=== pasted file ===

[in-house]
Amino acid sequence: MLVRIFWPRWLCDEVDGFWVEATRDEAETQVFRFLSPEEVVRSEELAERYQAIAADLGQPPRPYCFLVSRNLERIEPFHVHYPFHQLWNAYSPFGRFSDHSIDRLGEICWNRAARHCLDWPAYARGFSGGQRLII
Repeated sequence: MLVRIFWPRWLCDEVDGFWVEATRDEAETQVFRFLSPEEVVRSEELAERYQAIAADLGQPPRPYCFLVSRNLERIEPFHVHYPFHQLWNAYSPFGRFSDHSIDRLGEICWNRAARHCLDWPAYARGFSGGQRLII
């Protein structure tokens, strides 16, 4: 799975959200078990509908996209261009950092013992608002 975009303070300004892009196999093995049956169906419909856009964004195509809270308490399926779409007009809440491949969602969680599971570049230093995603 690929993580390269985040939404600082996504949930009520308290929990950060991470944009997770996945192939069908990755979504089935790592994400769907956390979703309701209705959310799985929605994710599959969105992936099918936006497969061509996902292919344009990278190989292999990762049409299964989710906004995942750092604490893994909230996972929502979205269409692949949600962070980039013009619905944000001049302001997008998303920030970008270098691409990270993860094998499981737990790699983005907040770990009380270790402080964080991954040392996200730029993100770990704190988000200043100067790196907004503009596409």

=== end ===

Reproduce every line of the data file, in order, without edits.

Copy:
[in-house]
Amino acid sequence: MLVRIFWPRWLCDEVDGFWVEATRDEAETQVFRFLSPEEVVRSEELAERYQAIAADLGQPPRPYCFLVSRNLERIEPFHVHYPFHQLWNAYSPFGRFSDHSIDRLGEICWNRAARHCLDWPAYARGFSGGQRLII
Repeated sequence: MLVRIFWPRWLCDEVDGFWVEATRDEAETQVFRFLSPEEVVRSEELAERYQAIAADLGQPPRPYCFLVSRNLERIEPFHVHYPFHQLWNAYSPFGRFSDHSIDRLGEICWNRAARHCLDWPAYARGFSGGQRLII
């Protein structure tokens, strides 16, 4: 799975959200078990509908996209261009950092013992608002 975009303070300004892009196999093995049956169906419909856009964004195509809270308490399926779409007009809440491949969602969680599971570049230093995603 690929993580390269985040939404600082996504949930009520308290929990950060991470944009997770996945192939069908990755979504089935790592994400769907956390979703309701209705959310799985929605994710599959969105992936099918936006497969061509996902292919344009990278190989292999990762049409299964989710906004995942750092604490893994909230996972929502979205269409692949949600962070980039013009619905944000001049302001997008998303920030970008270098691409990270993860094998499981737990790699983005907040770990009380270790402080964080991954040392996200730029993100770990704190988000200043100067790196907004503009596409």